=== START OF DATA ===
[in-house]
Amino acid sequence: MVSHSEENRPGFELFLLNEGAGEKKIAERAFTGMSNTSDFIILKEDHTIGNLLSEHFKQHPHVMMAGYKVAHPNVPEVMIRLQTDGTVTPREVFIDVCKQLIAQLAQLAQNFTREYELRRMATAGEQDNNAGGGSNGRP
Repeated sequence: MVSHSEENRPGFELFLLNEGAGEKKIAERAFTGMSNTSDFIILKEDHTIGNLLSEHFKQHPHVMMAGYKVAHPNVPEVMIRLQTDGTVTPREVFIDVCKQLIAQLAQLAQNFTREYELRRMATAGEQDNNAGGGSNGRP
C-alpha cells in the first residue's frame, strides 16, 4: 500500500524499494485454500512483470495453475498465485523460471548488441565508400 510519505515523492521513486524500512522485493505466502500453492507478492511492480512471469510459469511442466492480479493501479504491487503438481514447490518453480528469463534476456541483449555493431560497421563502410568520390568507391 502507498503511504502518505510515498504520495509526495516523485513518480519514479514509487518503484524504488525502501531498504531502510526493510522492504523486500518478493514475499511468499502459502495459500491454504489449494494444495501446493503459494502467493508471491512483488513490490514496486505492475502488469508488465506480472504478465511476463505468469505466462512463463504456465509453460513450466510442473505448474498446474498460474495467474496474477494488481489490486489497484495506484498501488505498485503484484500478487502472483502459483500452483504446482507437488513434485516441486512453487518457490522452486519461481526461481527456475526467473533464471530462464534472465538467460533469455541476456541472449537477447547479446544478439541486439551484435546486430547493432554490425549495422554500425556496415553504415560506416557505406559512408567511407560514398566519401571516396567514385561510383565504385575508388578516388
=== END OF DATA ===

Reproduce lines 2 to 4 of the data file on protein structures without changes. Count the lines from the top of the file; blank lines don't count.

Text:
Amino acid sequence: MVSHSEENRPGFELFLLNEGAGEKKIAERAFTGMSNTSDFIILKEDHTIGNLLSEHFKQHPHVMMAGYKVAHPNVPEVMIRLQTDGTVTPREVFIDVCKQLIAQLAQLAQNFTREYELRRMATAGEQDNNAGGGSNGRP
Repeated sequence: MVSHSEENRPGFELFLLNEGAGEKKIAERAFTGMSNTSDFIILKEDHTIGNLLSEHFKQHPHVMMAGYKVAHPNVPEVMIRLQTDGTVTPREVFIDVCKQLIAQLAQLAQNFTREYELRRMATAGEQDNNAGGGSNGRP
C-alpha cells in the first residue's frame, strides 16, 4: 500500500524499494485454500512483470495453475498465485523460471548488441565508400 510519505515523492521513486524500512522485493505466502500453492507478492511492480512471469510459469511442466492480479493501479504491487503438481514447490518453480528469463534476456541483449555493431560497421563502410568520390568507391 502507498503511504502518505510515498504520495509526495516523485513518480519514479514509487518503484524504488525502501531498504531502510526493510522492504523486500518478493514475499511468499502459502495459500491454504489449494494444495501446493503459494502467493508471491512483488513490490514496486505492475502488469508488465506480472504478465511476463505468469505466462512463463504456465509453460513450466510442473505448474498446474498460474495467474496474477494488481489490486489497484495506484498501488505498485503484484500478487502472483502459483500452483504446482507437488513434485516441486512453487518457490522452486519461481526461481527456475526467473533464471530462464534472465538467460533469455541476456541472449537477447547479446544478439541486439551484435546486430547493432554490425549495422554500425556496415553504415560506416557505406559512408567511407560514398566519401571516396567514385561510383565504385575508388578516388